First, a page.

8. Lord John Forrest (1847-1918), first Premier of Western Australia
John Forrest was born in Bunbury in Western Australia’s south west. At 12 years of age he was sent to the Bishop's School, Perth. On leaving school in 1863 he studied surveying, and two years later found employment with the colony’s survey department. Forrest led a number of ambitious expeditions into remote parts of the state, proving himself to be a resourceful and courageous bushman. He published an account of his journeys, Explorations in Australia, in 1875.
In 1876 Forrest was appointed deputy surveyor-general of Western Australia and in 1878-9 acted as commissioner of crown lands with a seat in the executive council. He was a dedicated proponent for the introduction of responsible government. When it was granted in 1890, he was returned unopposed as member for Bunbury in the first legislative assembly.
He became the first Premier of Western Australia, serving in this capacity for 10 years, and was the first native-born Australian to be made a baron.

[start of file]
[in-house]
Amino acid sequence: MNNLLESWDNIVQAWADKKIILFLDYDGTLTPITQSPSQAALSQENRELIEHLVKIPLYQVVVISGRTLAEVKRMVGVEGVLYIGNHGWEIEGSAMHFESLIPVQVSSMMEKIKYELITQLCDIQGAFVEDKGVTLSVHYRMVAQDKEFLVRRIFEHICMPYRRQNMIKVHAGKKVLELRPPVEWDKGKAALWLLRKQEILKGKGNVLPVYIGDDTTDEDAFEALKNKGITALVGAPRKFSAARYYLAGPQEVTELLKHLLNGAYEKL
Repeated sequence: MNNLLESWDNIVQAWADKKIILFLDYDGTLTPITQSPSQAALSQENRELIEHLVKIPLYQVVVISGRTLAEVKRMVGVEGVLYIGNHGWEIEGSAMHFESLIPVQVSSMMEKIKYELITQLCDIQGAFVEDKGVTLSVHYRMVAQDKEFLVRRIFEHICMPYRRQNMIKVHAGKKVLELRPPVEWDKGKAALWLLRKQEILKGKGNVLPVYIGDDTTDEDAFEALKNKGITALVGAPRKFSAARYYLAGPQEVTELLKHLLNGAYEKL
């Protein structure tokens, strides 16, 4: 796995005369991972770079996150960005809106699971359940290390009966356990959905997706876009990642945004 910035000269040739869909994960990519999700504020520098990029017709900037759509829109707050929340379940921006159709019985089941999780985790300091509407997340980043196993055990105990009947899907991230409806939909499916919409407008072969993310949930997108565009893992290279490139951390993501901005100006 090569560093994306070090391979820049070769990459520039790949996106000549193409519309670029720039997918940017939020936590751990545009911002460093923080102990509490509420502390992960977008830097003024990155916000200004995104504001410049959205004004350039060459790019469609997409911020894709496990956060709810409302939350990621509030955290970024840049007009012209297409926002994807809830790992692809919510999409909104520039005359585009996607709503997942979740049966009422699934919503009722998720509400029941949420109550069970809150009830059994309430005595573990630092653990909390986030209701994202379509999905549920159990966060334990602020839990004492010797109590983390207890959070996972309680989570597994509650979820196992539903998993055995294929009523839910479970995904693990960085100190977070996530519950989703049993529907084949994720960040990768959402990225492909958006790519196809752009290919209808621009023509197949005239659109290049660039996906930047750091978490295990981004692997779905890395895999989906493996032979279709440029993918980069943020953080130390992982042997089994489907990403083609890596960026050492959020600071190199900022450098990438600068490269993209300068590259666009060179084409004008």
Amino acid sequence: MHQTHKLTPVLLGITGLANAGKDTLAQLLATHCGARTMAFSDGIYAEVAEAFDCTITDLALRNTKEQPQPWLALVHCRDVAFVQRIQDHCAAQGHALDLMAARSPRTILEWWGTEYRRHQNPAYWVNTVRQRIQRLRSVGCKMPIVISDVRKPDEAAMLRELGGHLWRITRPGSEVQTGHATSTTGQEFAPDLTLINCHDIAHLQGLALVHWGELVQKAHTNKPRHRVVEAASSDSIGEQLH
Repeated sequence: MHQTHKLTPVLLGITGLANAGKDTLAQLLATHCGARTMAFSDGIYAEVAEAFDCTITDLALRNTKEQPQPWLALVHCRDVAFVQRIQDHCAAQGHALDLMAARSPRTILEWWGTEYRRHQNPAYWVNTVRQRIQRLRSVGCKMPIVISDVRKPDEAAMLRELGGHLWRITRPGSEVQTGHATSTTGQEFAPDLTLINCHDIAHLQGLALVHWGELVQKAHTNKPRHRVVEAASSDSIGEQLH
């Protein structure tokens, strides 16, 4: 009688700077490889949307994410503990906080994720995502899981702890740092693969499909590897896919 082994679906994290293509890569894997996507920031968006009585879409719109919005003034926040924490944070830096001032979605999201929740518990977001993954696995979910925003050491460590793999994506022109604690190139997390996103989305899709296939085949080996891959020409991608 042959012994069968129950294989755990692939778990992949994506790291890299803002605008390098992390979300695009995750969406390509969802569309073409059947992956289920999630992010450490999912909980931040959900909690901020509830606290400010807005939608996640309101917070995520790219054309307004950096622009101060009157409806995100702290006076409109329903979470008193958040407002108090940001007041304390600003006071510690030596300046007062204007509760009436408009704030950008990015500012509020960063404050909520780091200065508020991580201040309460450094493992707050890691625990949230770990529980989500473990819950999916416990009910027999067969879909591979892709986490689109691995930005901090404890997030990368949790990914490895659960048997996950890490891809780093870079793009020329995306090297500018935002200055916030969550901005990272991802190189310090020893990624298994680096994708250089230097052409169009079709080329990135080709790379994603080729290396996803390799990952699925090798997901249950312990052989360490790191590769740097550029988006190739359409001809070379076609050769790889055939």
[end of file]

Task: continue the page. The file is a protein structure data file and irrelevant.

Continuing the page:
As the Premier of Western Australia, John Forrest was responsible for the construction of Fremantle Harbour and the Goldfields Water Supply. His enthusiasm for development led to the establishment of the Transcontinental Railway. As early as 1892, his government permitted the women of Western Australia to own property and in 1899 gave them the right to vote.
From the inauguration of the Commonwealth in 1901, John Forrest served in the Federal Parliament until his death in 1918. He was never defeated in elections. Among the many offices he occupied were Federal Treasurer and Minister of Defence. He was instrumental in creating a separate Australian currency and in unifying six individual colonial armies into one Commonwealth military force.
John Forrest died at the age of 71 years en route to London for cancer treatment. His ship was docked off Sierra Leone on the west coast of Africa. After temporary interment in the British colony, his remains were exhumed and returned to Western Australia on the SS Dimboola.
Controversy arose on the waterfront due to the fear of the influenza epidemic which swept Europe after the War. The casket was not permitted ashore by the members of the Lumpers Union, so the Government arranged for the casket to be secretly brought ashore in a small boat late at night. The state funeral took place on 7 May 1919. A motor hearse, three mourning cars, two floral cars and a decoration car were ordered. Well over 100 wreaths were received, requiring several cabs to convey them to Karrakatta Cemetery.